Elections for the renewal of the Cuban Parliament held on Sunday on the island were not surprising in terms of candidates, but registered the highest abstention in a legislature since the triumph of the revolution in 1959. The 470 candidates for deputies proposed by an official election by the electoral commission were elected without difficulty, including former president Raúl Castro, 91, and the current president, Miguel Díaz-Canel, 62, who can run for a second term on April 19, when the National Assembly is constituted, which must elect a new government . However, abstention, once again, was the protagonist of these elections: one in four Cubans summoned to the polls did not go to the polls, an upward trend that analysts interpret as a vote of punishment when the country is experiencing one of the worst crises of your story.

More than 8,100,000 Cubans entitled to vote were called for these elections: 75.92% of voters participated, ten points less than in the 2018 elections to renew the National Assembly, when 85.65% of voters cast their ballots. However, it is a small relief for the authorities, since in last year’s municipal elections abstention reached 31.5%, a record number in a country accustomed to unanimity during the lifetime of Fidel Castro, when turnout rates almost always exceeded 95%.

In the 2015 elections, with Raúl Castro as president, turnout was 89%, but in the municipal elections held in November 2017, abstention rose by 14%. In the referendum held in September 2022 to approve a new family code, 25% of Cubans with a right to vote did not go to the polls (and of the valid votes, 32% were against the position defended by the government).

growing detachment

In any country in the world, these results would be viewed as a government victory, but in Cuba, where there is only the Communist Party and it is so difficult to measure the social and political temperature, the growing distance that this trend reflects is something to be aware of. and difficult to read.

A child looks down the street from one of Havana’s polling centers on Sunday.ALEXANDRE MENEGHINI (REUTERS)

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It has long been clear that the days of continuous unanimity and massive votes in support of the government are over in Cuba. And, also, that the social unrest caused by economic difficulties and the lack of hope for the future has grown exponentially in recent years. To this we must add that the number of Cubans, mostly young people, who have left their country in the last year and a half is overwhelming. It is estimated that over 320,000 people entered the United States illegally across the Mexican border during this period, in addition to the tens of thousands who emigrated to other countries and the thousands who tried to cross the Strait of Florida in fragile boats, most of which were intercepted by US Coast Guard ships and deported to the island.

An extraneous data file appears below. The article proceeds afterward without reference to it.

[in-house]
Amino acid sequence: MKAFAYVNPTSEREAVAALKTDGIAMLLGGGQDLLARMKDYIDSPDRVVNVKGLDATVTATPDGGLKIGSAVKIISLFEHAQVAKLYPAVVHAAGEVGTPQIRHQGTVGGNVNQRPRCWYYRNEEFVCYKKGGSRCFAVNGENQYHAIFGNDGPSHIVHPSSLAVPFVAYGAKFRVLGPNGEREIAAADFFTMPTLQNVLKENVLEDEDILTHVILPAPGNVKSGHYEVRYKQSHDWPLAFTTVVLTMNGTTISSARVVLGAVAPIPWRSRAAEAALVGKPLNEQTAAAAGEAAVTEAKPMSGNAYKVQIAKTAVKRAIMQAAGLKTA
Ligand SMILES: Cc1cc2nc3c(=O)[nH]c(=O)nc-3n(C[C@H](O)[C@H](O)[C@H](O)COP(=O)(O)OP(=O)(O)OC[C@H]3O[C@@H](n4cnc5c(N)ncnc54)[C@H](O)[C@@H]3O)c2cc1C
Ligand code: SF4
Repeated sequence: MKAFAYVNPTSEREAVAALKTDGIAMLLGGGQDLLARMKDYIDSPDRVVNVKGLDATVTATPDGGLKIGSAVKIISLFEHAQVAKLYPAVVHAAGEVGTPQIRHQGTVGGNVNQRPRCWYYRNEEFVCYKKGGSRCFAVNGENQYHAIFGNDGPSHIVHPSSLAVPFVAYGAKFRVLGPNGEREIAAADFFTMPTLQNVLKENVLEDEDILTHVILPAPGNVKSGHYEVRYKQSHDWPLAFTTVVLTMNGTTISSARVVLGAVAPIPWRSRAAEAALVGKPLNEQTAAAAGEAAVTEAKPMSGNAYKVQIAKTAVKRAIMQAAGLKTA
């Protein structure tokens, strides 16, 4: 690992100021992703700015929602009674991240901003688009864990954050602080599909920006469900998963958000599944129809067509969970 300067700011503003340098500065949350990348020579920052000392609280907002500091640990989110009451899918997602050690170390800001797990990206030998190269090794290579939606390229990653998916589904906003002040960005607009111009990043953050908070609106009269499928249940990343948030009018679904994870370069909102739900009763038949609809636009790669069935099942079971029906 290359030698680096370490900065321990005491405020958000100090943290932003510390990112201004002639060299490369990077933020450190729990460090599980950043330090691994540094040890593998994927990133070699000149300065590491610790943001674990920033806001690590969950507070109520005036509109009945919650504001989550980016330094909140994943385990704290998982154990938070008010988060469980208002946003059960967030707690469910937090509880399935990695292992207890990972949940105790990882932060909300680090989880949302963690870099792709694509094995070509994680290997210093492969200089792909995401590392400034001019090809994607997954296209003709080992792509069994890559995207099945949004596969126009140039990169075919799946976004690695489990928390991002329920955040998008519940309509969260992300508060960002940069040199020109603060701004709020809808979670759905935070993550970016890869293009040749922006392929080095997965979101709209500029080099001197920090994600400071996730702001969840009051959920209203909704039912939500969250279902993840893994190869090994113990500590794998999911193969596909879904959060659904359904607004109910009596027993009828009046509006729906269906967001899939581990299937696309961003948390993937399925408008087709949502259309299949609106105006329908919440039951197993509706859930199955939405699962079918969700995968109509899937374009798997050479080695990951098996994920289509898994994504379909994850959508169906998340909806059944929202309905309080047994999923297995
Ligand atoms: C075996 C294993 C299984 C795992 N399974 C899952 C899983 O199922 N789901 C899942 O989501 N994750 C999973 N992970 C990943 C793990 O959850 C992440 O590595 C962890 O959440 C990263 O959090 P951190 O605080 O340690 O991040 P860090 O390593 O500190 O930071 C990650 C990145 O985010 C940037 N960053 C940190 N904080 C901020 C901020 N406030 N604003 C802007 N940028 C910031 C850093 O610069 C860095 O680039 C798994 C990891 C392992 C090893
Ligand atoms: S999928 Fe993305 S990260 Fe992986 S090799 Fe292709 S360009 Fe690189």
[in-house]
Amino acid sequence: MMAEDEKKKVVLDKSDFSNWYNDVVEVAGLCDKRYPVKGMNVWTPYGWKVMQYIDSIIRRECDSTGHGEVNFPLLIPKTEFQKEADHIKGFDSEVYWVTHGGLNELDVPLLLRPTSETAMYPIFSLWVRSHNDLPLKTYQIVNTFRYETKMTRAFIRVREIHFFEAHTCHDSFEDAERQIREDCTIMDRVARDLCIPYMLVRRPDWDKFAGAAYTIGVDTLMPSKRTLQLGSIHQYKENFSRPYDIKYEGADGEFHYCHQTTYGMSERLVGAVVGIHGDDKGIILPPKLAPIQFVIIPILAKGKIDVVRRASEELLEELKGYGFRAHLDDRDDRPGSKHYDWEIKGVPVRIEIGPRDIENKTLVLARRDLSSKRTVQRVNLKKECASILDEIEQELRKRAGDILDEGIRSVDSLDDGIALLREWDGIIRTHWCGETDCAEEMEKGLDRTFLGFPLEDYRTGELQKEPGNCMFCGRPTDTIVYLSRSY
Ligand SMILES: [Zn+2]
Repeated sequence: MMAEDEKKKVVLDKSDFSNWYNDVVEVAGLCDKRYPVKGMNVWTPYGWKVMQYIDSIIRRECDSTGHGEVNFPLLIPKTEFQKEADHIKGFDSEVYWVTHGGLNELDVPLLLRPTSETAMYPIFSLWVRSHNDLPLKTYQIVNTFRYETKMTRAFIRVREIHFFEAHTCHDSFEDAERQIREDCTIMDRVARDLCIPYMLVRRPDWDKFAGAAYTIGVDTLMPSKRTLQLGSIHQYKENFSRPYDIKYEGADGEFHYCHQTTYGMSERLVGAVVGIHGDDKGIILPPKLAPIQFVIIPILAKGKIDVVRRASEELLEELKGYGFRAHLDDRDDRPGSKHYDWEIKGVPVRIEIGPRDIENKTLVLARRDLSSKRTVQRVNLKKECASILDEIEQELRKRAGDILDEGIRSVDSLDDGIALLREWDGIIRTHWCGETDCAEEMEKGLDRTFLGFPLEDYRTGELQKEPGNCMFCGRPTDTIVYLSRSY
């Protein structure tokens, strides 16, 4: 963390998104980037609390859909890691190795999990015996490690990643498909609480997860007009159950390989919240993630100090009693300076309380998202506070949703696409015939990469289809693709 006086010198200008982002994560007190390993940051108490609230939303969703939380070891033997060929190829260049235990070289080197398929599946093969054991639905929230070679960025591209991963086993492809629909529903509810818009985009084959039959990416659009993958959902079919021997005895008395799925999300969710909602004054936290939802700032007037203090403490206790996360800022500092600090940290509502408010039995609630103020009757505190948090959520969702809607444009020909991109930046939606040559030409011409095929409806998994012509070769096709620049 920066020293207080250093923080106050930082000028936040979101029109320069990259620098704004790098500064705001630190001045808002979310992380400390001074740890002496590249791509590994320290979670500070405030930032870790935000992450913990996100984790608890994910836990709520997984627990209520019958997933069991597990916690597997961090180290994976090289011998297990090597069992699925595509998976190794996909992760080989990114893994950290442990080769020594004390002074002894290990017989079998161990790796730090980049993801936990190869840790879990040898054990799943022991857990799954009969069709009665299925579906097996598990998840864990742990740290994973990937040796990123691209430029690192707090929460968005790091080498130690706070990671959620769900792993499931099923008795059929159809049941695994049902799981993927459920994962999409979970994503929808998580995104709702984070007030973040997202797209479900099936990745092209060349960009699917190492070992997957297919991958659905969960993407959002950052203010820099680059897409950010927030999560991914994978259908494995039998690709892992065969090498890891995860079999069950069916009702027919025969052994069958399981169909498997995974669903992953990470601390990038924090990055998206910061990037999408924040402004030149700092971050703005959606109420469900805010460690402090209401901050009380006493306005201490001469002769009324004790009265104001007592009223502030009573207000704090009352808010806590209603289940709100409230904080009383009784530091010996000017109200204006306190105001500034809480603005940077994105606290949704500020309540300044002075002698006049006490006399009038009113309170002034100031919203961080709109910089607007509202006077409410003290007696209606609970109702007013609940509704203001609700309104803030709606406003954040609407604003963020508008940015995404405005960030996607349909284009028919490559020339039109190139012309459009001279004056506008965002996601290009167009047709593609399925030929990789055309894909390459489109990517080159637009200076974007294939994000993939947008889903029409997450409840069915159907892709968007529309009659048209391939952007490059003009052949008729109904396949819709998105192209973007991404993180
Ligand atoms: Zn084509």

The Government feared that the abstention rate – which the weak opposition forces had called for – would be higher in these elections than in the municipal elections of November last year (31.5%). For this reason, the authorities saw it almost as a triumph that participation exceeded 75%, and they hastened to qualify the results as “a yes to Cuba, to the revolution and to socialism” and considered it a “success”.

“This Sunday was a day of celebration, of joy, of confirmation, of convictions. And once again we had a revolutionary victory, a victory for our people,” the Cuban president, who had just arrived from the Ibero-American presidential summit in the Dominican Republic, said on Twitter. We said it yesterday: we trust our people, who came out to defend the Revolution.

There was no doubt that the 470 candidates for deputy proposed by the electoral commission would be elected to occupy the same number of seats. To be elected, it was enough that they obtained 50% of the valid votes, and so it was. The electoral system is designed in such a way that it is practically impossible for the proposed candidates to be rejected, since for that to happen, more than half of the voters would have to vote against them.

Of the 6,164. Of the 876 Cubans who exercised their right to vote in Sunday’s elections, 6.22% voted blank and 3.5% of the ballots were voided. In other words, among abstentions, null votes and blank votes, one in three Cubans did not follow the official slogan, a percentage that, given the unique Cuban situation, is not negligible and which, say analysts, including some close to the theses officer, the Government must take this into account in any future policy equation.

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